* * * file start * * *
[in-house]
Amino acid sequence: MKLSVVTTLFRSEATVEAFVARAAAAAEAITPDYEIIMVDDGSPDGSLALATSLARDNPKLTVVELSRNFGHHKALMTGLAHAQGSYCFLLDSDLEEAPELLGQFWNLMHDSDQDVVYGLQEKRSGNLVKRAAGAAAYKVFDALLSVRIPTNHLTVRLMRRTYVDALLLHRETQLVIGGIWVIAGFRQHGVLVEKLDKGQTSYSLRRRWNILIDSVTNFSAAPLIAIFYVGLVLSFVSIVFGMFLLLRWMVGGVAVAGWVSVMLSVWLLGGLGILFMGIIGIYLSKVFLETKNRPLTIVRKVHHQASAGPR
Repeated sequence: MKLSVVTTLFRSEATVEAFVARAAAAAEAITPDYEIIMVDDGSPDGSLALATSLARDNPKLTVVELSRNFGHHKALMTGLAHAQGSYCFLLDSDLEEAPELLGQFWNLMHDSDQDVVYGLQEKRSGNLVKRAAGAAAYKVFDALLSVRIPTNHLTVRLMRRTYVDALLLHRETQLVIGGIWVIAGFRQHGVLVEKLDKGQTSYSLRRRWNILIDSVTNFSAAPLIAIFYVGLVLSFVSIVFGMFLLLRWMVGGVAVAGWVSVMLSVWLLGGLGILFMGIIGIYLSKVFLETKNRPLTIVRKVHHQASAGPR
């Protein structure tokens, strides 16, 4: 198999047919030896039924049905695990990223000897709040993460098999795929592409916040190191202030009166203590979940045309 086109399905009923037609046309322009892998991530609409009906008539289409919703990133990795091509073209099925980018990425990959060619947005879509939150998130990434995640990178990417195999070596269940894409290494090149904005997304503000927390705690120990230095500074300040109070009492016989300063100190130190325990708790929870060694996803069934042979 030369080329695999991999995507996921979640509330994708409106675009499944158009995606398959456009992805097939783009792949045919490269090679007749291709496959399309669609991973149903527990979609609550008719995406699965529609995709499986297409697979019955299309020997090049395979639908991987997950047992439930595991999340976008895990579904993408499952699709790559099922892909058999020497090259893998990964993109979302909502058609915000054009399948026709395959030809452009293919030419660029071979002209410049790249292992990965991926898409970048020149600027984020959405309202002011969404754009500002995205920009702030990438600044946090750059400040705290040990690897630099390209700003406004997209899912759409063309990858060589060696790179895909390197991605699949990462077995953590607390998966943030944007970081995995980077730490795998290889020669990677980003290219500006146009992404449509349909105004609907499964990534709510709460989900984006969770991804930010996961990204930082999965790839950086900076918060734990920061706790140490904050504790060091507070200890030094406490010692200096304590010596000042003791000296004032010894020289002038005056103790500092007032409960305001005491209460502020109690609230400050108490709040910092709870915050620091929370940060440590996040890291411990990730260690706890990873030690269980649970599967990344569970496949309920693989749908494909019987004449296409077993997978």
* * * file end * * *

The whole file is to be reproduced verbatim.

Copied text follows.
[in-house]
Amino acid sequence: MKLSVVTTLFRSEATVEAFVARAAAAAEAITPDYEIIMVDDGSPDGSLALATSLARDNPKLTVVELSRNFGHHKALMTGLAHAQGSYCFLLDSDLEEAPELLGQFWNLMHDSDQDVVYGLQEKRSGNLVKRAAGAAAYKVFDALLSVRIPTNHLTVRLMRRTYVDALLLHRETQLVIGGIWVIAGFRQHGVLVEKLDKGQTSYSLRRRWNILIDSVTNFSAAPLIAIFYVGLVLSFVSIVFGMFLLLRWMVGGVAVAGWVSVMLSVWLLGGLGILFMGIIGIYLSKVFLETKNRPLTIVRKVHHQASAGPR
Repeated sequence: MKLSVVTTLFRSEATVEAFVARAAAAAEAITPDYEIIMVDDGSPDGSLALATSLARDNPKLTVVELSRNFGHHKALMTGLAHAQGSYCFLLDSDLEEAPELLGQFWNLMHDSDQDVVYGLQEKRSGNLVKRAAGAAAYKVFDALLSVRIPTNHLTVRLMRRTYVDALLLHRETQLVIGGIWVIAGFRQHGVLVEKLDKGQTSYSLRRRWNILIDSVTNFSAAPLIAIFYVGLVLSFVSIVFGMFLLLRWMVGGVAVAGWVSVMLSVWLLGGLGILFMGIIGIYLSKVFLETKNRPLTIVRKVHHQASAGPR
């Protein structure tokens, strides 16, 4: 198999047919030896039924049905695990990223000897709040993460098999795929592409916040190191202030009166203590979940045309 086109399905009923037609046309322009892998991530609409009906008539289409919703990133990795091509073209099925980018990425990959060619947005879509939150998130990434995640990178990417195999070596269940894409290494090149904005997304503000927390705690120990230095500074300040109070009492016989300063100190130190325990708790929870060694996803069934042979 030369080329695999991999995507996921979640509330994708409106675009499944158009995606398959456009992805097939783009792949045919490269090679007749291709496959399309669609991973149903527990979609609550008719995406699965529609995709499986297409697979019955299309020997090049395979639908991987997950047992439930595991999340976008895990579904993408499952699709790559099922892909058999020497090259893998990964993109979302909502058609915000054009399948026709395959030809452009293919030419660029071979002209410049790249292992990965991926898409970048020149600027984020959405309202002011969404754009500002995205920009702030990438600044946090750059400040705290040990690897630099390209700003406004997209899912759409063309990858060589060696790179895909390197991605699949990462077995953590607390998966943030944007970081995995980077730490795998290889020669990677980003290219500006146009992404449509349909105004609907499964990534709510709460989900984006969770991804930010996961990204930082999965790839950086900076918060734990920061706790140490904050504790060091507070200890030094406490010692200096304590010596000042003791000296004032010894020289002038005056103790500092007032409960305001005491209460502020109690609230400050108490709040910092709870915050620091929370940060440590996040890291411990990730260690706890990873030690269980649970599967990344569970496949309920693989749908494909019987004449296409077993997978």